I received a review copy of this book for my stop on the blog tour at Donnie Darko Girl.
Perfection horrified me and captivated me at the same time. Reading about human beings bred and trained as pets was like a train wreck I couldn't look away from - you know it's wrong to look, but you can't stop yourself. My thoughts kept looping back to the same thing - I hope nothing like this ever ends up happening in real life! I'd reassure myself it could never happen just as something would happen in the story, making me worry all over again.
I immediately felt these girls were viewed no differently from dogs. They're called "pets", come from a place called a kennel, are "bred", "trained" to be obedient, and aren't even given real names. They're given a number as a name until they're bought! I also thought about this arrangement basically being a new kind of slavery - these girls are bought and sold as though they're a piece of property.
These girls are showpieces, living a life of luxury without hardships, at least that's what they've been taught during their training. They aren't expected to work, so the problems Ella soon faces are more emotional. She can't read, can't swim, has never been outside much, never been taught anything about kissing, never read fiction. So much has been denied her - even music. She listened to classical and opera but has missed out on so many other genres. Several times I wanted to cry for her.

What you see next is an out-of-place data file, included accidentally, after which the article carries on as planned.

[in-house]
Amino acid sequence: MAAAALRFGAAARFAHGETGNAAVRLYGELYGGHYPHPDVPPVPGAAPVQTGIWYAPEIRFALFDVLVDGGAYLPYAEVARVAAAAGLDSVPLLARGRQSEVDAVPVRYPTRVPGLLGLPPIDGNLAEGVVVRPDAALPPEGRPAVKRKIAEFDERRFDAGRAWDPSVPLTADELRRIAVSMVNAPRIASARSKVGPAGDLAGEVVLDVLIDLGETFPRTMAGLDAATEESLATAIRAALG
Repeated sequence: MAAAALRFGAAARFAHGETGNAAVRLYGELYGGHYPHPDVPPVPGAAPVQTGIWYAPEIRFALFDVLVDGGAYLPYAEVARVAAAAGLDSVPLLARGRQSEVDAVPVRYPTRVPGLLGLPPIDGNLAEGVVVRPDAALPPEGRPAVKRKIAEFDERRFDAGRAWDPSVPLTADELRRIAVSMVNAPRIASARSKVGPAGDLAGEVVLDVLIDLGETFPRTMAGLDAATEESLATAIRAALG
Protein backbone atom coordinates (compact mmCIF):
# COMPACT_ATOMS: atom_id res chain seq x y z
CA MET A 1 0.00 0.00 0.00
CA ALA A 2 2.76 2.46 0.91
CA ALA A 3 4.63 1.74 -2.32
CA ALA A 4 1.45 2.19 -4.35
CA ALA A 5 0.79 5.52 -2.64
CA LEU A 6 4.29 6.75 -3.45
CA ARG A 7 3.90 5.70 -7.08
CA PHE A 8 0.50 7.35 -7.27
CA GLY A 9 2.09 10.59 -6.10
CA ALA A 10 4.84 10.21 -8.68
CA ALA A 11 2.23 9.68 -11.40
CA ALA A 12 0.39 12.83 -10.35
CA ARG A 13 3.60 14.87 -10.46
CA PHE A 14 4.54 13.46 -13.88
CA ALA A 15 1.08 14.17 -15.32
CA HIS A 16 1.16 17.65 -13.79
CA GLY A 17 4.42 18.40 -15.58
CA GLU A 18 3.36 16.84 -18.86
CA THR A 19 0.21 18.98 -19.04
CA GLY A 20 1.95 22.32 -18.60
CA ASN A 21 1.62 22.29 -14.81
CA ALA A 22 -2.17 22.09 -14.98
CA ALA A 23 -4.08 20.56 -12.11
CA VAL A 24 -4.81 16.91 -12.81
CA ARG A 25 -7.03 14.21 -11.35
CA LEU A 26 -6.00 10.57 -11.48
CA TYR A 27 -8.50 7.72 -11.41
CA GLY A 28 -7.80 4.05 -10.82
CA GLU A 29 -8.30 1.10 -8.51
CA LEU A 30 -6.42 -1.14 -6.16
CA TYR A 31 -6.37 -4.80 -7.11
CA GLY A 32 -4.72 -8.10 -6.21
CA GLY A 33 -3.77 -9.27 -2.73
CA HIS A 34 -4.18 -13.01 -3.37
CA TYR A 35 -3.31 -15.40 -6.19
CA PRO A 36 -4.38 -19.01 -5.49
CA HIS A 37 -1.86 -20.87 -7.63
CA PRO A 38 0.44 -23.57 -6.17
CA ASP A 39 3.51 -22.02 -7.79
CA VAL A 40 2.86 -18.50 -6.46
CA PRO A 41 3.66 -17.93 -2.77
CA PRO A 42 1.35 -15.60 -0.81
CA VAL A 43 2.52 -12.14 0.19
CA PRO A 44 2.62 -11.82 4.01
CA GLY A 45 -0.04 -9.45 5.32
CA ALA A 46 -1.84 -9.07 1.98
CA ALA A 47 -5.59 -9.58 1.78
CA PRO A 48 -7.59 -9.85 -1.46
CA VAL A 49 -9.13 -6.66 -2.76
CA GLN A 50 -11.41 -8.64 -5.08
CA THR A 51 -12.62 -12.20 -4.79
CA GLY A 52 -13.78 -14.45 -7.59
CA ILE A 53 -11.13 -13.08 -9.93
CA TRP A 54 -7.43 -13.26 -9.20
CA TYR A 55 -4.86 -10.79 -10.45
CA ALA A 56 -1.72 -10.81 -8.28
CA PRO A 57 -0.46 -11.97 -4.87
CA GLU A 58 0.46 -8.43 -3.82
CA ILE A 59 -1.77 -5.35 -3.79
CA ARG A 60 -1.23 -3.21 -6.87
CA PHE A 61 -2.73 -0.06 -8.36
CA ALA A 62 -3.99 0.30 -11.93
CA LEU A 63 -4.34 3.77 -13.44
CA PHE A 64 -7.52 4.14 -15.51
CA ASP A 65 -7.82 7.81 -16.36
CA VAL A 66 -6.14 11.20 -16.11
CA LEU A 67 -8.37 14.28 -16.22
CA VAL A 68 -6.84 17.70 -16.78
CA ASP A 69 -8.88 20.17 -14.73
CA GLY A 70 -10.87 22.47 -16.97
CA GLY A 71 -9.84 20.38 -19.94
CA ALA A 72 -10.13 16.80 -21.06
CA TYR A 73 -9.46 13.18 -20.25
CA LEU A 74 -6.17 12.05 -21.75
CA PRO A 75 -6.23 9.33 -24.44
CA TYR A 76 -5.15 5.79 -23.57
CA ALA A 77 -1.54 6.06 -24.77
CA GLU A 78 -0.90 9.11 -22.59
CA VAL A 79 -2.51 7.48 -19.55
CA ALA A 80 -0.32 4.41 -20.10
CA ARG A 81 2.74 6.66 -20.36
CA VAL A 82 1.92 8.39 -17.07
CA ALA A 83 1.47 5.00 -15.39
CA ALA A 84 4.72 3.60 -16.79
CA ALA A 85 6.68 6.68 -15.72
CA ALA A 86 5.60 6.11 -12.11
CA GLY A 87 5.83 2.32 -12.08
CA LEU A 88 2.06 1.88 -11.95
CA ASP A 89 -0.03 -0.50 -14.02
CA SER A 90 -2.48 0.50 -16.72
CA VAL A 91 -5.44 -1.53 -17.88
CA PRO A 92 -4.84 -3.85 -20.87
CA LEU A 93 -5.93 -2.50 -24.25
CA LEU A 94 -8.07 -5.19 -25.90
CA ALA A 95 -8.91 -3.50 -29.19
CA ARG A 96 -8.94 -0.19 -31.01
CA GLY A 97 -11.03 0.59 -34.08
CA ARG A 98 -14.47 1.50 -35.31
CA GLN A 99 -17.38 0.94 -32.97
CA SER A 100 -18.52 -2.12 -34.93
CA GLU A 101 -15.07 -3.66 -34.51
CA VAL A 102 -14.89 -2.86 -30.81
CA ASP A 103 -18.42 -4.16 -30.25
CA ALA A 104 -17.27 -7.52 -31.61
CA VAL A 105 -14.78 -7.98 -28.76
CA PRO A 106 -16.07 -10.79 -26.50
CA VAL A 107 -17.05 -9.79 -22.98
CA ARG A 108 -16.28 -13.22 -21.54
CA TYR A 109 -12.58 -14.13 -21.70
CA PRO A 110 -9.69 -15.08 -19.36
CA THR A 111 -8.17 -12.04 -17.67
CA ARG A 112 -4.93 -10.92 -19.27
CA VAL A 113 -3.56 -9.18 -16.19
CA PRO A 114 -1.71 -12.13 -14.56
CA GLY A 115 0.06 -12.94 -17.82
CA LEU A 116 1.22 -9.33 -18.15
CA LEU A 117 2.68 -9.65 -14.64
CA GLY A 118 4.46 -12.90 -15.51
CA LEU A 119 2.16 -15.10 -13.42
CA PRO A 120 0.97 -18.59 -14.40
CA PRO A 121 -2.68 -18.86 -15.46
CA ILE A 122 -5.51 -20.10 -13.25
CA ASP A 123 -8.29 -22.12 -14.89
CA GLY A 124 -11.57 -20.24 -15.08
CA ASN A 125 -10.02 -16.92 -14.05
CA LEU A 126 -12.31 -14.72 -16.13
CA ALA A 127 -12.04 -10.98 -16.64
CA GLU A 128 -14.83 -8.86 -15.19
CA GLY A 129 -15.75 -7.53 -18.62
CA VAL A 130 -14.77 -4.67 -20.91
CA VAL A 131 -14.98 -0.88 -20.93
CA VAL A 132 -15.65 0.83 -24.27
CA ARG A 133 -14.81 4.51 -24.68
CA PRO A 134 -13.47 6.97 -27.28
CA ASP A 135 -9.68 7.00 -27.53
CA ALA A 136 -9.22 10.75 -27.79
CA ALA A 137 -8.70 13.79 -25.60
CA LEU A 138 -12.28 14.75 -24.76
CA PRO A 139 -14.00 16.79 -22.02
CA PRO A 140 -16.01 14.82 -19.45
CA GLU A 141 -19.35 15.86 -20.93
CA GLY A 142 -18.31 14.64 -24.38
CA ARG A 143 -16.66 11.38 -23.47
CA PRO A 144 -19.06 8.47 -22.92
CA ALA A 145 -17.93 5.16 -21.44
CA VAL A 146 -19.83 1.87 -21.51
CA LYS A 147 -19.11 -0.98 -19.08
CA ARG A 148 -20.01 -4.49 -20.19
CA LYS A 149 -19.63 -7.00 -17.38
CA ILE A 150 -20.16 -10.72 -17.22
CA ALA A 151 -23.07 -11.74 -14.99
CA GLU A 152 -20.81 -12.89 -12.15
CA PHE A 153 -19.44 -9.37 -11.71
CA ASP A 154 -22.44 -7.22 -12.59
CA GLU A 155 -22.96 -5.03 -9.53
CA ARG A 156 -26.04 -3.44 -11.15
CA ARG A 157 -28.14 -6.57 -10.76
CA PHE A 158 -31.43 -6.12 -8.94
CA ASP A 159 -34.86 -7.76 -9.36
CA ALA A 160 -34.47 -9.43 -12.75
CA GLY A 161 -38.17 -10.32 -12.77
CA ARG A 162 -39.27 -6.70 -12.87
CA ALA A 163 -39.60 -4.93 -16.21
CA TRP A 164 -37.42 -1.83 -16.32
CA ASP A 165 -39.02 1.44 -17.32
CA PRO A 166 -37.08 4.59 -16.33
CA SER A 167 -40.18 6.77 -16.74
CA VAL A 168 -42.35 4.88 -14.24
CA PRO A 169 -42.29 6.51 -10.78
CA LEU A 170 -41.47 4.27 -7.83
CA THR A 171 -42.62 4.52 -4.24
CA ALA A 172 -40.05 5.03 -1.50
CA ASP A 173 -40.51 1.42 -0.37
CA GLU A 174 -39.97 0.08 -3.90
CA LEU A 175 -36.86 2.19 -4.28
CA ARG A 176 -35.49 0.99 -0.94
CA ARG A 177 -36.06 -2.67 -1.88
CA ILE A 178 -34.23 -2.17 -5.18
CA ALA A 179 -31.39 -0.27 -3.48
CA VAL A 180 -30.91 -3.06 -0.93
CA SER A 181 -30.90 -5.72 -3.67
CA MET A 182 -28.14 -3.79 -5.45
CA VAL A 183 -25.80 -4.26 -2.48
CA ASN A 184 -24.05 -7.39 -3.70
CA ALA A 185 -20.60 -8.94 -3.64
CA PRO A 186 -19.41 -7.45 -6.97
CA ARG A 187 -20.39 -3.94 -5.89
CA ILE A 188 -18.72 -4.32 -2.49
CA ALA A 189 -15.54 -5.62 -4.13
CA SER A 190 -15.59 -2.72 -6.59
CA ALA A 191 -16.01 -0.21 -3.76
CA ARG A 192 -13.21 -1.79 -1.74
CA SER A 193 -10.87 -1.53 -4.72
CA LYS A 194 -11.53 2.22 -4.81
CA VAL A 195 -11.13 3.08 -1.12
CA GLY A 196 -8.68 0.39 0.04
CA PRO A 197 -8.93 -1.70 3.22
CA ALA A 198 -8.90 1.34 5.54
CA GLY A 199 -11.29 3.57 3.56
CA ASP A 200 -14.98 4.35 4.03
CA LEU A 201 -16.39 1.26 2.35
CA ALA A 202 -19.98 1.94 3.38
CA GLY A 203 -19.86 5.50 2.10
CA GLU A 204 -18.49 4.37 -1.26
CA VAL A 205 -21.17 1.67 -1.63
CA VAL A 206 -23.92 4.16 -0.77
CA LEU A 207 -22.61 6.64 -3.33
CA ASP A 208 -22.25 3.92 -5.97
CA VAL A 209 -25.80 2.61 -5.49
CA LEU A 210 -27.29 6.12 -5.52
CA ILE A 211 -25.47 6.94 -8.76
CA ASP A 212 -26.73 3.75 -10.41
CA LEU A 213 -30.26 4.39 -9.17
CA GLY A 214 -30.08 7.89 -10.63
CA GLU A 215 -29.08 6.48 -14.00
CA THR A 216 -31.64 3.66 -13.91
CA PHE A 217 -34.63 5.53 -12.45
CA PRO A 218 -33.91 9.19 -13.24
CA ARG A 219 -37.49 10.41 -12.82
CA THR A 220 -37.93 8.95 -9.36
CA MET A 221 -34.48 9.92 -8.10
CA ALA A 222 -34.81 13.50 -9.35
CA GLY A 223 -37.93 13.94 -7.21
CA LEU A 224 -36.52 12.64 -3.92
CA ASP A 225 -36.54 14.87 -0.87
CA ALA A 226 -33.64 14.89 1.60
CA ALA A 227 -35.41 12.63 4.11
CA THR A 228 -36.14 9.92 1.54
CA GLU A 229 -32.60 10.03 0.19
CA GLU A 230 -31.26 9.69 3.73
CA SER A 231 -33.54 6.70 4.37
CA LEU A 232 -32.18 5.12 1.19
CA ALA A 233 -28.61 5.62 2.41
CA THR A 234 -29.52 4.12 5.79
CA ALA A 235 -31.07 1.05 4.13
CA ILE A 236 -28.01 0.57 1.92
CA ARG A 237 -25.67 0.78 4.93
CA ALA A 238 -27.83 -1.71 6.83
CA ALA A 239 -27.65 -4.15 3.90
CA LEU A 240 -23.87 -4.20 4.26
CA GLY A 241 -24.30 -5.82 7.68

Ella wasn't prepared for the life she must now lead. The things she was taught during her "training" sometimes are the opposite of what her owners want from her. The Congressman was outright creepy. Ruby was just too young to understand how wrong this is. The Congressman's wife wasn't likable because she's not fond of Ella, but I can't blame her for her bitterness. She has a dolt for a husband. And she's none too happy about aging. How would you feel if you were fifty, and your husband brought home a sixteen-year-old he was obviously lusting after? You wouldn't be nice, that's for sure.
Perfection gave me much to think about - what it means to be human, the consequences of technology, and the value of human life. There's sadness but also hope in this novel. I couldn't turn the pages fast enough - this novel caught me and wouldn't let go. And these are all the reasons I love reading - to think, to experience, and to feel.